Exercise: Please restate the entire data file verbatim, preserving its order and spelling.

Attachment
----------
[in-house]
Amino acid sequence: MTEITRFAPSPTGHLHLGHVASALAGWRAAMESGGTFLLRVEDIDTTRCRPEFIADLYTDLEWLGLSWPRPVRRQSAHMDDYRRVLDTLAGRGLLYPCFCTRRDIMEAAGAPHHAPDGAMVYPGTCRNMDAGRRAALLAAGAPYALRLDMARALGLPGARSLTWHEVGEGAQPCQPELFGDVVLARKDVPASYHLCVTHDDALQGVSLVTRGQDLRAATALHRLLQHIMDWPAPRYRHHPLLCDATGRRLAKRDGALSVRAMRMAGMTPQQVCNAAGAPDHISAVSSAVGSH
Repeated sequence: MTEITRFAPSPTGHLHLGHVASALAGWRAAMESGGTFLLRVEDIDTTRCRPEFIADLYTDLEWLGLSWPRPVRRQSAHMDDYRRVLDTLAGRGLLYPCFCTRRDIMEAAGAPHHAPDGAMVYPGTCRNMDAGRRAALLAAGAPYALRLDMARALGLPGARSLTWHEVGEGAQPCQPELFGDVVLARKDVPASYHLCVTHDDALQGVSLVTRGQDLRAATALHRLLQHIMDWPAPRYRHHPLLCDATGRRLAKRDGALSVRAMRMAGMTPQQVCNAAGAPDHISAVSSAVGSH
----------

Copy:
[in-house]
Amino acid sequence: MTEITRFAPSPTGHLHLGHVASALAGWRAAMESGGTFLLRVEDIDTTRCRPEFIADLYTDLEWLGLSWPRPVRRQSAHMDDYRRVLDTLAGRGLLYPCFCTRRDIMEAAGAPHHAPDGAMVYPGTCRNMDAGRRAALLAAGAPYALRLDMARALGLPGARSLTWHEVGEGAQPCQPELFGDVVLARKDVPASYHLCVTHDDALQGVSLVTRGQDLRAATALHRLLQHIMDWPAPRYRHHPLLCDATGRRLAKRDGALSVRAMRMAGMTPQQVCNAAGAPDHISAVSSAVGSH
Repeated sequence: MTEITRFAPSPTGHLHLGHVASALAGWRAAMESGGTFLLRVEDIDTTRCRPEFIADLYTDLEWLGLSWPRPVRRQSAHMDDYRRVLDTLAGRGLLYPCFCTRRDIMEAAGAPHHAPDGAMVYPGTCRNMDAGRRAALLAAGAPYALRLDMARALGLPGARSLTWHEVGEGAQPCQPELFGDVVLARKDVPASYHLCVTHDDALQGVSLVTRGQDLRAATALHRLLQHIMDWPAPRYRHHPLLCDATGRRLAKRDGALSVRAMRMAGMTPQQVCNAAGAPDHISAVSSAVGSH